News article

How data science is driving the decarbonisation of Heavy Goods Vehicles

electric Volvo truck driving past GRIDSERVE Electric Forecourt

The decision for business owners to electrify their HGV fleets isn’t as straightforward as replacing a diesel truck with an electric equivalent. It’s about understanding the needs of their business and any implications this may have on daily duties. It’s about knowing what charging speeds will best suit their duty cycles, what driver training may be required, what grid connections could be available at their depots and how any lack of grid power could be mitigated with the use of other low carbon technologies on site.

We’re committed to helping fleet managers answer all these questions. And although we’re at the start of a seven-year fact-finding mission with Electric Freightway, the data science team at lead partner Hitachi ZeroCarbon is already monitoring consortium member trucks and mapping those myriad use cases that will help to justify (or not) a fully electric future.

Heading up this team is Chief Data Scientist, Colm Gallagher. Colm has form applying machine learning to protracted and vastly detailed electric vehicle data capture exercises. He previously supported another government-funded initiative known as Optimise Prime. This remains the world’s largest commercial electric vehicle trial and included tracking more than 8,000 vehicles across a number of different use cases including depot-based fleets, home-based charging and mixed-use (incl. public) charging.

Once again, the goal for Colm and his team is to turn data into information and information into insight, to help the UK government, our consortium members and the industry make better decisions that support the decarbonisation of the sector.

Colm Gallagher, Hitachi ZeroCarbon

Transport is now the UK’s largest emitting sector of greenhouse gas (GHG) emissions – accounting for 24 per cent of total emissions in 2020 – but it’s actually HGVs that are responsible for nearly a fifth of those sector emissions. That’s despite representing less than one per cent (400,000 vehicles) of the total registered vehicles on UK roads.

The Electric Freightway project will help fund up to 140 fully electric HGVs. For every vehicle, Hitachi ZeroCarbon will gather telematics that provide the deep data set necessary to understand the detailed routes, the consumption of energy and the charging behaviour. It will then marry this data to the type of vehicle that is in use, also monitoring the type of tractor unit, the type and weight of the trailer unit, even the type of tyre, if known. This can then be used to inform a Total Cost of Ownership (TCO) model.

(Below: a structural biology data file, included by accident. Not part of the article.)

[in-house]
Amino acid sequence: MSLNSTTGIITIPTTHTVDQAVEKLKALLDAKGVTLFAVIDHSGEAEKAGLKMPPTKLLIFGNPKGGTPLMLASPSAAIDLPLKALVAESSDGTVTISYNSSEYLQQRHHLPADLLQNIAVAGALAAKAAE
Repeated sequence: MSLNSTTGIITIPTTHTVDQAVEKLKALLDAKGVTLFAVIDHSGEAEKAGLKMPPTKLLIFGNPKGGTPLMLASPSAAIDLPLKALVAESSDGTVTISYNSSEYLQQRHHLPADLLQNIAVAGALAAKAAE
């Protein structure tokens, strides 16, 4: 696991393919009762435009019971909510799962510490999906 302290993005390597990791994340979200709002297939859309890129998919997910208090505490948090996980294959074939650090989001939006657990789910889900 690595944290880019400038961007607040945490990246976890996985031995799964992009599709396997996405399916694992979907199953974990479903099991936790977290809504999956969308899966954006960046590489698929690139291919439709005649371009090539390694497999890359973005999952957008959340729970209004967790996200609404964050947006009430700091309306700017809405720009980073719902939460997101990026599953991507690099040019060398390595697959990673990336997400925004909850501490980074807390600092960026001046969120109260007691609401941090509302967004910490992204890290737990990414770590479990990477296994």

electric trucks charging with GRIDSERVE

Total Cost of Ownership (TCO) covers the costs to purchase the electric truck, plus any fuel, servicing, maintenance, road tolls and taxes over the lifetime of the vehicle. Colm and the team already have hypotheses around how cost competitive these electric trucks will be and at what stage the TCO for a battery electric HGV becomes cheaper than an equivalent diesel-powered HGV. However, real data from a large sample of active vehicles will help test those assumptions robustly. “We’re acutely aware that making the switch to electric trucks for businesses can’t just be the sustainable option, it must also be the cheaper option,” he says.
truck charging trial with GRIDSERVE and Hitachi ZeroCarbon

Importantly, Colm tells us this isn’t just a pure data-driven approach that relies on telematics. It’s also about understanding truck driver impressions and capturing how those impressions may change over time. Similarly, where the TCO is today is not necessarily where it will be tomorrow, due to ever-evolving factors like the price of diesel, the price of energy, the battery performance of the next generation of trucks and the degradation of eHGV batteries in service. This will all be factored into the algorithms to ensure predictions around future TCOs are accurate.

Throughout the Electric Freightway project, Hitachi ZeroCarbon will be communicating these insights and more in a series of five reports. The first report will focus on design and feasibility and is due later this spring. Colm is keen for each report to be released as soon as they are ready, rather than wait for a glossy book at the end of the programme. “We’re in the midst of a climate emergency, so we need to provide learnings that help inform business decisions now.”